- Tips & Tricks
Tips & Tricks
Tips & Tricks: multi-line kites
Multi-line kites are designed so that the flier can maneuver them around the sky. Two-line stunt kites and four line “quad” kites can do many tricks and can even be flown in teams to give a spectacular display. The quad kites in particular are well-suited to formation team flying. Then there are power kites: big, strong-pulling kites, usually parafoil designs, that are used (usually in fairly strong winds) for kite-surfing, wind-surfing, kite-buggying, and just for fun. At the opposite extreme, some quad kites (and some special ultra-light single liners) can be flown in zero wind, indoors.
All of these obviously require more input from the flier than does an ordinary single line kite, but the skills can be learned by people of all ages. Start with one of our beginner’s models, built to be easy to handle and strong enough to stand up to a few mishaps along the way.
Used to perform tricks and there are no limits to what this type of kite can do: 360, Axel, Backflip, Cartwheel, Cuckoo clock, Black hole, Helicopter, Walking, Pancake , Stall, Yoyo, all these and more are just a few of the many tricks that these kites, with a little experience of the flyer, can achieve.
Also called Sport Kites, stunters have revolutionized kite flying in the past few years. Flying a stunter is much more exciting than traditional kite flying, especially when done in formation team flying.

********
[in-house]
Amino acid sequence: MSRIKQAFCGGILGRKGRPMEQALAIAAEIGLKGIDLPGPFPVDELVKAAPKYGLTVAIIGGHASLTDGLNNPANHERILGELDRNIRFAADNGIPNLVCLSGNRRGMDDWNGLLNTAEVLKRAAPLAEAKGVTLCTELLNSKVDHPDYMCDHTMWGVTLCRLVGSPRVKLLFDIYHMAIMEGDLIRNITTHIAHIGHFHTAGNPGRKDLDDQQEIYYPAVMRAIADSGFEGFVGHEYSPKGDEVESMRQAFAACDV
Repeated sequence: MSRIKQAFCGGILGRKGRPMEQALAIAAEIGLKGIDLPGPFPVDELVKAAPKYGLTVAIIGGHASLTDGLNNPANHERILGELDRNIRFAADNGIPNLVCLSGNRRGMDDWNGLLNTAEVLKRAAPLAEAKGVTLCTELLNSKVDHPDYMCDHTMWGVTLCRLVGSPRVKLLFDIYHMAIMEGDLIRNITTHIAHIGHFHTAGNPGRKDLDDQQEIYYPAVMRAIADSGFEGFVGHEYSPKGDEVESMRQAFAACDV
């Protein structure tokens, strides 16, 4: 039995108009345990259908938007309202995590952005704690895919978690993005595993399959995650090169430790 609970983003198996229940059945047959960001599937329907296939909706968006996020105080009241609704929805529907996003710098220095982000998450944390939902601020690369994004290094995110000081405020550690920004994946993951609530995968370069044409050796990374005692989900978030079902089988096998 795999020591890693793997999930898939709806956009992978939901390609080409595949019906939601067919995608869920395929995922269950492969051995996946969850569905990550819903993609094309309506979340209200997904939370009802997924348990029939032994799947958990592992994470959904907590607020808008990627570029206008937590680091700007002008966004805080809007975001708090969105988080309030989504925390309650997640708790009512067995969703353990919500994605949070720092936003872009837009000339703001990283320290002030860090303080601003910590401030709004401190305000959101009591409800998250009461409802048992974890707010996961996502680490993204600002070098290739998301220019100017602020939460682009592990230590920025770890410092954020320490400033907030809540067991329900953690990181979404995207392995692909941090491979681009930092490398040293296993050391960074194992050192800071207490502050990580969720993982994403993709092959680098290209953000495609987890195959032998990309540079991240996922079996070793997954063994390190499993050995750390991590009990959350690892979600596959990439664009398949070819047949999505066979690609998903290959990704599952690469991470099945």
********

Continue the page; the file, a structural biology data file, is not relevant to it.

These need amazingly little wind to fly, even indoors with a simple walk around the room. Made as lightweight as possible with graphite spars, some types are a bit fragile for inexperienced fliers to learn on, but there are a few that are quite durable.
Recently, indoor kiting has become quite popular with the appearance of Connor Doran on America's Got Talent, and Tristan Underwood on Canada's Got Talent - both of whom made it well past the audition stage and into the actual competition.
QUAD LINE KITES
Having four lines, these give you all of these flight characteristics and control: speed, direction and pull. Quad line kites can move forwards or backwards, at the speed you choose. Center pivot turns are done simply by making one side of the kite go forward and the other side backward.
In the past several years, literally thousands of people have gotten hooked on Revolution quad line kites due to the popularization of team flying. With the ability to stop, hover and rotate in place, a new world record was set at the 2010 Washington State International Kite Festival (WSIKF) with an amazing 64 pilots in synchronized formation.
These on the other hand, serve a very different form of entertainment. They are strong, powerful flyers that are used to do various things. The most popular uses of power kites are buggying, kite sailing and kite jumping.
These big kites develop a tremendous pull in strong winds. The sporting edge of stunt kite flying, Power Kites appeal to the risk taker who likes the pull and excitement at the max. The danger is obvious and a few basic safety precautions are useful, but as with many sports, it's part of the appeal.
Airfoils: Graceful wind-inflated airfoils, Flexifoils hold the World Speed Record of 120-MPS! Flexifoil's are very physical kites to fly.
Their unique design and smooth, nearly silent flight provides an exciting flying experience quite unlike any other stunt kite. Twenty years after their invention, they still seem like something from the next century. Having just one fiberglass spar at the leading edge and no bridle, Flexi's are simple to set up and easy to fly in stacks. They can be stacked in the same or mixed sizes to develop even more power.